Sunday, July 11, 2010

2007: IPCC lead author admits that pre-2007, AGW was just "arm-waving with models"

Question: If the science was so settled, why was the debate within the IPCC so "fierce" and "contentious"?

April '07: Bleakest report ever on global warming - SETH BORENSTEIN -
Yet that grim and still preventable future is a toned-down prediction, a compromise brokered in a fierce, around-the-clock debate among scientists and bureaucrats.
That edict made for a deadline-busting contentious final [IPCC] editing session that was closed to the public. However, The Associated Press witnessed the hectic final 3 1/2 hours of objections and conflict.

At one point, Chinese and Saudi Arabian delegates tried to reduce the scientific confidence level about already noticeable effects of global warming. They lower the confidence level from 90 per cent to 80 per cent. Scientists objected, and one lead author from the United States, NASA's Cynthia Rosenzweig, left the building after filing an official protest.

"There is a discernible human influence on these changes" that are already occurring through flooding, heat waves, hurricanes and threats to species, she said.

Under a U.S.-proposed compromise, the final report deleted any mention of the level of confidence about global warming's current effects. And that may have saved the day, according to some scientists who said the report had appeared doomed over that issue.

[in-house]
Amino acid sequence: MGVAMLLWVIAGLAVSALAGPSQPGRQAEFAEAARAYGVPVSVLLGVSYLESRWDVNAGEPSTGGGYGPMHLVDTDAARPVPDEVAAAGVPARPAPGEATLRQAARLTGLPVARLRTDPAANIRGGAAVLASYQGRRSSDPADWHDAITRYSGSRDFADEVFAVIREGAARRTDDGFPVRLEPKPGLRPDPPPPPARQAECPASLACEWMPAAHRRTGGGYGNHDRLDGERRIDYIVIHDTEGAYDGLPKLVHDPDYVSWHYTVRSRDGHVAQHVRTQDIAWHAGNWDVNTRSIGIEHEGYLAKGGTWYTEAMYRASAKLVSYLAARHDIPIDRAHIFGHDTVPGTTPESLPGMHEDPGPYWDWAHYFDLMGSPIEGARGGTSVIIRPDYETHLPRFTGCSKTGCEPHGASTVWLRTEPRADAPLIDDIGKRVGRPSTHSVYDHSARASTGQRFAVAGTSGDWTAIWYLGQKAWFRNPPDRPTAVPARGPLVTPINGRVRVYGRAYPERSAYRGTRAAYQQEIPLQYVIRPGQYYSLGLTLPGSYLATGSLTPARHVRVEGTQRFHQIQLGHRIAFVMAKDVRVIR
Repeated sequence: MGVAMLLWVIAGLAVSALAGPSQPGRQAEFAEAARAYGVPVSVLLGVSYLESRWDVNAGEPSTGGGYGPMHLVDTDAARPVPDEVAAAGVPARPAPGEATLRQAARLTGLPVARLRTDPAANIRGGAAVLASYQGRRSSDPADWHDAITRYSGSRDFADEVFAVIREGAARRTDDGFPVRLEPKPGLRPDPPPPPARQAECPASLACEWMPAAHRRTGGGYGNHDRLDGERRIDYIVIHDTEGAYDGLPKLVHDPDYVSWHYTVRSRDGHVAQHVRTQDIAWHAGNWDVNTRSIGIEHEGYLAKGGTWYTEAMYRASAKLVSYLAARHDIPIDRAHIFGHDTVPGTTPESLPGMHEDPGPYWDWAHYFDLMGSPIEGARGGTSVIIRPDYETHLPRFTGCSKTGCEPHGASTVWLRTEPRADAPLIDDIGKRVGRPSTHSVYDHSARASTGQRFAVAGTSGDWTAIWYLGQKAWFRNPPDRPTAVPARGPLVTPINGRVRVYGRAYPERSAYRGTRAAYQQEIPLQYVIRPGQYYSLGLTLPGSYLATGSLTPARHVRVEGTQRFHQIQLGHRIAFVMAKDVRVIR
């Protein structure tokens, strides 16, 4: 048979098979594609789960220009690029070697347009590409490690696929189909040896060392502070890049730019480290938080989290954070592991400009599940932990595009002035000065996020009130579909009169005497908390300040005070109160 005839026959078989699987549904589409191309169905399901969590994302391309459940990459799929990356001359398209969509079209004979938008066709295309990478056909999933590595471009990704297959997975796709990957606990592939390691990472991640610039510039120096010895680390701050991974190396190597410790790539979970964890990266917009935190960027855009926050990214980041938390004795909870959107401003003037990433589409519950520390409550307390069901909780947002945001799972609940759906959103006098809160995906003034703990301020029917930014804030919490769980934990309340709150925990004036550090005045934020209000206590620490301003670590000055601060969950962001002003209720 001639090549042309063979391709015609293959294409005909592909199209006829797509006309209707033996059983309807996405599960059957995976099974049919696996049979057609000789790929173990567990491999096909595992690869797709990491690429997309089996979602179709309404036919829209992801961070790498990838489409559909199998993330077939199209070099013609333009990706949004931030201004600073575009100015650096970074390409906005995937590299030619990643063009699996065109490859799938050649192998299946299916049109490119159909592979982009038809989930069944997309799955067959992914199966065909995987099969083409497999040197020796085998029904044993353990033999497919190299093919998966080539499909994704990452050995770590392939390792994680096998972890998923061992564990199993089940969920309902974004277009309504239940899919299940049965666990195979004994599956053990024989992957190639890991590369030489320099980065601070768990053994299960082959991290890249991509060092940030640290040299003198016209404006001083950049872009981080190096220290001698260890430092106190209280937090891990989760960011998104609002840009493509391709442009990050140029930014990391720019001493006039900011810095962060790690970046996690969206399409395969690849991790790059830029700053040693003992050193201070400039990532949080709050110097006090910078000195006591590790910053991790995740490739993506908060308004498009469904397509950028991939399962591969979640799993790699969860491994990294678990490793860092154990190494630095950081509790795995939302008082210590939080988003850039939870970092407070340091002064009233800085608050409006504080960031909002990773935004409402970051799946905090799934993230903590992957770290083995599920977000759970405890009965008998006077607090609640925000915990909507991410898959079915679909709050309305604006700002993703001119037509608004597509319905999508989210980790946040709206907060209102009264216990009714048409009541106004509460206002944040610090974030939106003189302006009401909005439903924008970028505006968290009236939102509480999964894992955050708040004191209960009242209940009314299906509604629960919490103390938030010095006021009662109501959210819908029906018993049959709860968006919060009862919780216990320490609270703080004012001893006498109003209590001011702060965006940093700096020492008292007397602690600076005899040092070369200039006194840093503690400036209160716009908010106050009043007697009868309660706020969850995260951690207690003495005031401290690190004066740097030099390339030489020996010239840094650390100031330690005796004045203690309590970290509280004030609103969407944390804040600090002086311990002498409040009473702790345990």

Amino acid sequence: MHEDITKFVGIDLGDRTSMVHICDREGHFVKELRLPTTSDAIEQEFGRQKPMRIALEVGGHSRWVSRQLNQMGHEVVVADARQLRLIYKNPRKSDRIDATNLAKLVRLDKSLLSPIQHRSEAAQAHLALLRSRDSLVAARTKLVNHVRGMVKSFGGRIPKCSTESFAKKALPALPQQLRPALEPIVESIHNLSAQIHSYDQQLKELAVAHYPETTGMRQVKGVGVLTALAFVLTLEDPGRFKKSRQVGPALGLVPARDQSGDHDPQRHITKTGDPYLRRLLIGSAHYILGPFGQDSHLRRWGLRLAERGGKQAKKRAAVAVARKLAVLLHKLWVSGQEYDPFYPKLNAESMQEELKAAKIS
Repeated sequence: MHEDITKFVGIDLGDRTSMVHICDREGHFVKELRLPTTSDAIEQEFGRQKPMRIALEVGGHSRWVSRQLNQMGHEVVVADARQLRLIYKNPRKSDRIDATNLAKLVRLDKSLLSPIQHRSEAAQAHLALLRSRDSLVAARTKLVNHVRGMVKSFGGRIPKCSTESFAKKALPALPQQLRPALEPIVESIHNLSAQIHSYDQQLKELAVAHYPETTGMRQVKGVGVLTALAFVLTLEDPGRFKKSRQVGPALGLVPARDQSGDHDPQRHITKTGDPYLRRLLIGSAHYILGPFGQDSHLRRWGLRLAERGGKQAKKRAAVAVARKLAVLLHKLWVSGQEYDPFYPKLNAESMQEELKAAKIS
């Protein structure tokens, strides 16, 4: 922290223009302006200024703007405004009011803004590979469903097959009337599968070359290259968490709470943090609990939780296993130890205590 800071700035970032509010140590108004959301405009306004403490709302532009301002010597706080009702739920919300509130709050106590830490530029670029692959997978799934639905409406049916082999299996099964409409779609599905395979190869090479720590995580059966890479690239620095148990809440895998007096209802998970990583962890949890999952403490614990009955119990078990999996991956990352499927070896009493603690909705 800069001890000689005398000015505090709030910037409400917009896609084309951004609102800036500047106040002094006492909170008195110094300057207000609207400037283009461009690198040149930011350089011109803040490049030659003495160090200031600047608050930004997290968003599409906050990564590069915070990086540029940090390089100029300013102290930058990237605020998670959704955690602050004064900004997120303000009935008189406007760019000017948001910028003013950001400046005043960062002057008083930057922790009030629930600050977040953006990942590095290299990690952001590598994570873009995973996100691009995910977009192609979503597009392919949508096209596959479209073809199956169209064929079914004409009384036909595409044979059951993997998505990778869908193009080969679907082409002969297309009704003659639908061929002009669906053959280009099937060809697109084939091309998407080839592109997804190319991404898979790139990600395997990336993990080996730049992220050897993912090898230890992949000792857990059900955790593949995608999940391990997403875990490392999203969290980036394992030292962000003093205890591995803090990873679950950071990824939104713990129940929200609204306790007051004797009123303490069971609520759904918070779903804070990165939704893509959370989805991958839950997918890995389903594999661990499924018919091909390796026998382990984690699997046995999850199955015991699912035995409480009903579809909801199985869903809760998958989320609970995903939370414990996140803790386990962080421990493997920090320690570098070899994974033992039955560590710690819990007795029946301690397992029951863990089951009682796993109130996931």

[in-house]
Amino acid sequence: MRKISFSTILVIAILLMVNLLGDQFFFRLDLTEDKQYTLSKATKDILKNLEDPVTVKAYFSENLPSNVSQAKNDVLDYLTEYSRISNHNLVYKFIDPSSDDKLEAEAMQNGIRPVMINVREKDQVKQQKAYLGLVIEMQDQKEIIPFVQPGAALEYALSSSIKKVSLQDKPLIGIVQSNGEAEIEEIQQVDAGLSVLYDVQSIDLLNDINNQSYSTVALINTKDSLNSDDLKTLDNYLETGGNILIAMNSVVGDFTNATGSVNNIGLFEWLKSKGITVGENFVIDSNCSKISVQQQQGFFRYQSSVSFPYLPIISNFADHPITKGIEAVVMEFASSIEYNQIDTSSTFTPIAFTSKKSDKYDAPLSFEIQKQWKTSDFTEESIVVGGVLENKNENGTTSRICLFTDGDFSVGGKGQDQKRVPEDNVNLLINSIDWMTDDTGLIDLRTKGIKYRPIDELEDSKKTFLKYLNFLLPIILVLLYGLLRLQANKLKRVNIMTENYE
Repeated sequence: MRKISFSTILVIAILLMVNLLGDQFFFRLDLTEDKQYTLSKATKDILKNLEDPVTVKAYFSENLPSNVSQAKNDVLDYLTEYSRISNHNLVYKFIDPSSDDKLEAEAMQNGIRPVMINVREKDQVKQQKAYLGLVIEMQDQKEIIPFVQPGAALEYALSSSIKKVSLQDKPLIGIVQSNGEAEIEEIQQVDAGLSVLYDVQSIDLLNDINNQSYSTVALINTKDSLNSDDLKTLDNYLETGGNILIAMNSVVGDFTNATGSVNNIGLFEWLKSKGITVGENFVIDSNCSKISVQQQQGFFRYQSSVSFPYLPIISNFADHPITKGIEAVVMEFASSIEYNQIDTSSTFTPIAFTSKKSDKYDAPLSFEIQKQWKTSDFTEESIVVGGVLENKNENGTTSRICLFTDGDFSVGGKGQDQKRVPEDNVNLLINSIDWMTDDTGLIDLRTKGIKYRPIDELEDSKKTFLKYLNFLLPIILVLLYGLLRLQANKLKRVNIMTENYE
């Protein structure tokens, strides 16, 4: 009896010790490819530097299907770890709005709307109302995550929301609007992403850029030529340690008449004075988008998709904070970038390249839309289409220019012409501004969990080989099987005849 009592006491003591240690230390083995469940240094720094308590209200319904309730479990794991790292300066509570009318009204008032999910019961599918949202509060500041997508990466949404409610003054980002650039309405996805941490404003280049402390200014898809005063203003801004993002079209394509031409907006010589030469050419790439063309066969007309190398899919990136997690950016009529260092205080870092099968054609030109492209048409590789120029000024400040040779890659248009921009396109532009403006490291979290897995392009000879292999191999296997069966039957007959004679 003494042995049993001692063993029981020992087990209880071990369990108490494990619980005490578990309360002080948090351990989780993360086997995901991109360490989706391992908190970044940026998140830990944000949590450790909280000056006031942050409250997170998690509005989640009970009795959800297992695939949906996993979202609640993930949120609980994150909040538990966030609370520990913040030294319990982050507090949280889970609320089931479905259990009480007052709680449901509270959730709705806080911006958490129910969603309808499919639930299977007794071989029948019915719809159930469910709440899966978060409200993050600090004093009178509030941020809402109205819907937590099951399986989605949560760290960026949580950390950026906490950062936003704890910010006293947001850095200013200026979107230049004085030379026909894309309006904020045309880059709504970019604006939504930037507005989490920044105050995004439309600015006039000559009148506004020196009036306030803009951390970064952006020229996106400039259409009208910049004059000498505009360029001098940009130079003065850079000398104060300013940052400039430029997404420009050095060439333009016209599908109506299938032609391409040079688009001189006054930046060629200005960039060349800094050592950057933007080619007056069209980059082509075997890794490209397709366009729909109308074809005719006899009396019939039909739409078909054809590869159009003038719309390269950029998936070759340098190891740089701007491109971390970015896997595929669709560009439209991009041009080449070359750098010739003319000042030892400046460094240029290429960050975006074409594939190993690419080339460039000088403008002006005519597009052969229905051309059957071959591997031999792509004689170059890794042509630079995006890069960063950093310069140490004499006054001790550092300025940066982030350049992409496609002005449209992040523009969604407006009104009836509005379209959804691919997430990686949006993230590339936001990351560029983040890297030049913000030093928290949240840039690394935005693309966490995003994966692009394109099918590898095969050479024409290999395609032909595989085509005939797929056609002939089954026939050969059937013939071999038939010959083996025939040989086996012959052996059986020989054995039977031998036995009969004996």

"This is a glimpse into an apocalyptic future," the Greenpeace environmental group said of the final report.
"Don't be poor in a hot country, don't live in hurricane alley, watch out about being on the coasts or in the Arctic, and it's a bad idea to be on high mountains with glaciers melting," said Schneider, the Stanford scientist who was one of the study authors.
Martin Parry, who conducted the tough closed-door negotiations, said that with 29,000 sets of data from every continent include Antarctica, the report firmly and finally established "a man-made climate signal coming through on plants, water and ice.

"For the first time, we are not just arm-waving with models," he said.
About Martin Parry
Martin Parry is a professor of climatology at the Imperial College London. He has been a lead author in all the IPCC's reports, and is a co-chair of the IPCC’s Working Group II on Impacts, Adaptation and Vulnerability.

No comments: